One of the more well-known trade-off's taken into account in tire design and construction is that rolling resistance can be decreased by increasing tire inflation pressure. A further trade-off which is taken into account is that as the tire inflation pressure is increased, the ride harshness and vibration also increases. Therefore, in tire design and construction, taking these and other factors involved into consideration, some degree of rolling resistance is generally sacrificed by using lower inflation pressures in order to achieve acceptable smoothness and comfort in riding or ride harshness and vibration.

Rolling resistance may be expressed by using several different test results. Such tests can be directed to the distance a vehicle travels at constant speed on a specified quantity of fuel, the distance to rest a vehicle travels after it is at constant speed and its power train disengaged from the wheels, or by the amount of drag exerted by the tire when running at a constant speed. The most widely-known form of expressing rolling resistance is in terms of drag. In one test to determine drag the torque of a tire being rotated at a constant speed by frictional engagement with a driving flywheel is determined and then translated into drag.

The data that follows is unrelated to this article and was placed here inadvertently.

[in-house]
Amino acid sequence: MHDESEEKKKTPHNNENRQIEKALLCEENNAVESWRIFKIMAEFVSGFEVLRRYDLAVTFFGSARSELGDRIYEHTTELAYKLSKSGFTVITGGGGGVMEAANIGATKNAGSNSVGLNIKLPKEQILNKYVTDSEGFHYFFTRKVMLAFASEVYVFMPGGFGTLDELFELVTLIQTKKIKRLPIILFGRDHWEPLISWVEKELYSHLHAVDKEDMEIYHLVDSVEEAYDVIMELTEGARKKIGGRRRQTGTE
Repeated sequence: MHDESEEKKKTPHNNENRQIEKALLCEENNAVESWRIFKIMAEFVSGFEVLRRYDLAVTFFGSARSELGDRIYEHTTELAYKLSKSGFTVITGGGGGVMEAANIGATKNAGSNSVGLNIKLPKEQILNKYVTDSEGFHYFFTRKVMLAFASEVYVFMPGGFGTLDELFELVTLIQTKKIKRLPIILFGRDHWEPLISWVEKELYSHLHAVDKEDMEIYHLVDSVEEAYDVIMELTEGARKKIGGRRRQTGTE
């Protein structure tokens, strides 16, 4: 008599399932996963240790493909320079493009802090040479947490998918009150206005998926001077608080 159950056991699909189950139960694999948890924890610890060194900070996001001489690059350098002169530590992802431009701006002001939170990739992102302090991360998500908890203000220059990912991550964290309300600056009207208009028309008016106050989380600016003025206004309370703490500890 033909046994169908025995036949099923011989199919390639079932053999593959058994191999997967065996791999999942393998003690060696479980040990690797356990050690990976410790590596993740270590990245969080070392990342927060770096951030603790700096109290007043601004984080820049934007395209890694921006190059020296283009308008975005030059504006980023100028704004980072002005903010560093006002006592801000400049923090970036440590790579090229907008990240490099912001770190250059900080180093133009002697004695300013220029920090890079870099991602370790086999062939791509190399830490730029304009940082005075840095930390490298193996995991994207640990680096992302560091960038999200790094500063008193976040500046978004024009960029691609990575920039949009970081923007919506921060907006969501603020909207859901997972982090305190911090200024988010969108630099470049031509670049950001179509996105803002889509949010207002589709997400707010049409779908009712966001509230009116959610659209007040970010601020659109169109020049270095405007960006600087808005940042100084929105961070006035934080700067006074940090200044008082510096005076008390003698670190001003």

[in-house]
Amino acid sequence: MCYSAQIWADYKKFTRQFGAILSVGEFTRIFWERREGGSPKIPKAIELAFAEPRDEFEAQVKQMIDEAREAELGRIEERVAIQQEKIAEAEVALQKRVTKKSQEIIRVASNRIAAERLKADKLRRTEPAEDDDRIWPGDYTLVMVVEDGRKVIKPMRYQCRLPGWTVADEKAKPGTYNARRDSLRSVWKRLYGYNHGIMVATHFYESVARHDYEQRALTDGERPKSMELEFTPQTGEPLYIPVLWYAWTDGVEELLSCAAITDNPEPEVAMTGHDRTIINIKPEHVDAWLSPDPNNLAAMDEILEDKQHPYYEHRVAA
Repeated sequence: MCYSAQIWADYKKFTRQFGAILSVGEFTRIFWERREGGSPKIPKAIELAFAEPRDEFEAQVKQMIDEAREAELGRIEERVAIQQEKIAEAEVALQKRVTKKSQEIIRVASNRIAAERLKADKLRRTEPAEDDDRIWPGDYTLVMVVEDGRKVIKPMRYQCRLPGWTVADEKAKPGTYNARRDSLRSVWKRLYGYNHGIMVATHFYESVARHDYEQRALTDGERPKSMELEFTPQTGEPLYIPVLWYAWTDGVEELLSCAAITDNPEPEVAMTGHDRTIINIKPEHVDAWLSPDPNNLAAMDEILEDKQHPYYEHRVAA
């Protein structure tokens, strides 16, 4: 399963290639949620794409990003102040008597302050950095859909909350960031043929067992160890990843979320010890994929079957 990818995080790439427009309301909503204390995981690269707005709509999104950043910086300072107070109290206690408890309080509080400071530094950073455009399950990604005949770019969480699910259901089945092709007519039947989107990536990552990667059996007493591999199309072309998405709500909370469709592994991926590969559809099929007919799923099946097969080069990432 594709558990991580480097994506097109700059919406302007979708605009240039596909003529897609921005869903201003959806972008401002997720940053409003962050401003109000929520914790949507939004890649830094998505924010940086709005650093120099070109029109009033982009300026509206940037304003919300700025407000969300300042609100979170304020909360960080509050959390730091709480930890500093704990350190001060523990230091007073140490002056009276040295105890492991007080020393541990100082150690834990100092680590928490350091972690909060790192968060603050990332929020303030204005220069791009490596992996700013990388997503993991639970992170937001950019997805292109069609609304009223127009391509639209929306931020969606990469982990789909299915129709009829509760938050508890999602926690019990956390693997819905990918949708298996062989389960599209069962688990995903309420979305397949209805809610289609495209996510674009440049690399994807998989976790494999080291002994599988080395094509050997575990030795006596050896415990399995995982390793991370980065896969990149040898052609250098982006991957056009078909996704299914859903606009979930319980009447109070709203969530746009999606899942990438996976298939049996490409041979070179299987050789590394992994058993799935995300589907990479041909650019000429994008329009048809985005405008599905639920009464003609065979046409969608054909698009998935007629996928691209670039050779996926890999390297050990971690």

Ride harshness and vibration is determined by a subjective test in which a vehicle, with the tires to be tested, is driven over a prescribed course and rated by the driver with respect to various ride attributes which are felt or perceived by the driver in the vehicle under typical driving conditions generally experienced by the average motorist. For relatively smooth roads or course, vibration is evaluated, and for relatively rough roads or course, ride harshness is determined.